Now, you will need a “special tool” to press the water seal into the housing. I used a piece of PVC pipe which I chamfered on the inside to just fit over the seal and bear on the seal lip.

Make sure the pipe you use has a large enough inside diameter to pass over the inner part of the seal and not put any force on it. The blue “goo” on the outer part is the sealant. There is more blue goo on the inside of the inner part that you are going to have to deal with shortly. I then drove it home using a rubber mallet on the end of the PVC.

Here is the installed water seal.

Now that you have the outer part of the seal properly seated in the housing, take the shaft with the gear on the back side and *carefully* insert it from the back or oil side of the housing, through the oil seal you just installed and then up through the inner part of the water seal ONLY UNTIL IT REACHES THE BLUE GOO. Then STOP!!! If you keep pushing you will destroy the seal.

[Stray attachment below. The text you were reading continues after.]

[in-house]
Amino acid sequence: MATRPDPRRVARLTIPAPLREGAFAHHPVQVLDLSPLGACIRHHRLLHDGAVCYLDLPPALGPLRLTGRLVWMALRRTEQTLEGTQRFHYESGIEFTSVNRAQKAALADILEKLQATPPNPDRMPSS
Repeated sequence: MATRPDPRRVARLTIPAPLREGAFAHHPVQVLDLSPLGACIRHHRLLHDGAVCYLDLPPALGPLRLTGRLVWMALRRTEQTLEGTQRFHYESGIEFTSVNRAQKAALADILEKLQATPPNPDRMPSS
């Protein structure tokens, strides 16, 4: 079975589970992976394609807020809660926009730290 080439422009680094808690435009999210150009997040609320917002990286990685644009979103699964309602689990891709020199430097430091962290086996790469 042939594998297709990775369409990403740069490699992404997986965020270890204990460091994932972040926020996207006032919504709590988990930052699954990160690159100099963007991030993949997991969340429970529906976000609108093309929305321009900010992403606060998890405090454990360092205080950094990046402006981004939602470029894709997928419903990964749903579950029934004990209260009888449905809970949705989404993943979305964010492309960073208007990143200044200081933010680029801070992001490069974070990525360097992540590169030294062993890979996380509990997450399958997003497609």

Now, take the bolt that held the impellor to the shaft. Get some washers that will fit it. You are going to take that bolt and washers and use it to pull the shaft up through the blue goo in the inner part of the seal. (the next pic shows the bolt, washer, and shaft end right at the inner blue goo) The washers will be pushing on the surface of the inner part of the seal so it cannot be forced out by the shaft as it comes up through it. You may have to hold on to the gear on the back side of the shaft as you tighten the bolt to keep things from turning. I think I used a small piece of hardwood to jam it. (JD: the oil pump side of the shaft should have an opening for an allen wrench, although juggling all of it is a three-handed job.)